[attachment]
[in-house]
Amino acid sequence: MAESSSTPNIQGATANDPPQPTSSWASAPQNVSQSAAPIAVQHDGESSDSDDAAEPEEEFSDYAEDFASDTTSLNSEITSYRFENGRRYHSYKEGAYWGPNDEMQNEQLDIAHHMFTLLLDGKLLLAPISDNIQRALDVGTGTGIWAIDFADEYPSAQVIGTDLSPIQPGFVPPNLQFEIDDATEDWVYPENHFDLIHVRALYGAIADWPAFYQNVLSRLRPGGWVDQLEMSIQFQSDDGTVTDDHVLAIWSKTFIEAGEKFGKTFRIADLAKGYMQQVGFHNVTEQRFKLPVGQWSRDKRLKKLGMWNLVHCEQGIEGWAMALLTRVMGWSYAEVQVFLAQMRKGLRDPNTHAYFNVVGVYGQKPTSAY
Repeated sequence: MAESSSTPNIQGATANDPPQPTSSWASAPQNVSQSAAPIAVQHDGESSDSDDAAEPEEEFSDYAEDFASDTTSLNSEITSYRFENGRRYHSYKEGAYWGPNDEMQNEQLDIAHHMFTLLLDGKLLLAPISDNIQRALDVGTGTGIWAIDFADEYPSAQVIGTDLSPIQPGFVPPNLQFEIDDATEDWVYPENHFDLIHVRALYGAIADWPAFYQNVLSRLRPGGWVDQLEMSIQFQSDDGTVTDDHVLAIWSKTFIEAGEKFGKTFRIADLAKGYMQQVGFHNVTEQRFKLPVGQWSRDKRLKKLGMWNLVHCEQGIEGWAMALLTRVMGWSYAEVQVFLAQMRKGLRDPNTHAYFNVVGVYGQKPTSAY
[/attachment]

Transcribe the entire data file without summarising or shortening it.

[in-house]
Amino acid sequence: MAESSSTPNIQGATANDPPQPTSSWASAPQNVSQSAAPIAVQHDGESSDSDDAAEPEEEFSDYAEDFASDTTSLNSEITSYRFENGRRYHSYKEGAYWGPNDEMQNEQLDIAHHMFTLLLDGKLLLAPISDNIQRALDVGTGTGIWAIDFADEYPSAQVIGTDLSPIQPGFVPPNLQFEIDDATEDWVYPENHFDLIHVRALYGAIADWPAFYQNVLSRLRPGGWVDQLEMSIQFQSDDGTVTDDHVLAIWSKTFIEAGEKFGKTFRIADLAKGYMQQVGFHNVTEQRFKLPVGQWSRDKRLKKLGMWNLVHCEQGIEGWAMALLTRVMGWSYAEVQVFLAQMRKGLRDPNTHAYFNVVGVYGQKPTSAY
Repeated sequence: MAESSSTPNIQGATANDPPQPTSSWASAPQNVSQSAAPIAVQHDGESSDSDDAAEPEEEFSDYAEDFASDTTSLNSEITSYRFENGRRYHSYKEGAYWGPNDEMQNEQLDIAHHMFTLLLDGKLLLAPISDNIQRALDVGTGTGIWAIDFADEYPSAQVIGTDLSPIQPGFVPPNLQFEIDDATEDWVYPENHFDLIHVRALYGAIADWPAFYQNVLSRLRPGGWVDQLEMSIQFQSDDGTVTDDHVLAIWSKTFIEAGEKFGKTFRIADLAKGYMQQVGFHNVTEQRFKLPVGQWSRDKRLKKLGMWNLVHCEQGIEGWAMALLTRVMGWSYAEVQVFLAQMRKGLRDPNTHAYFNVVGVYGQKPTSAY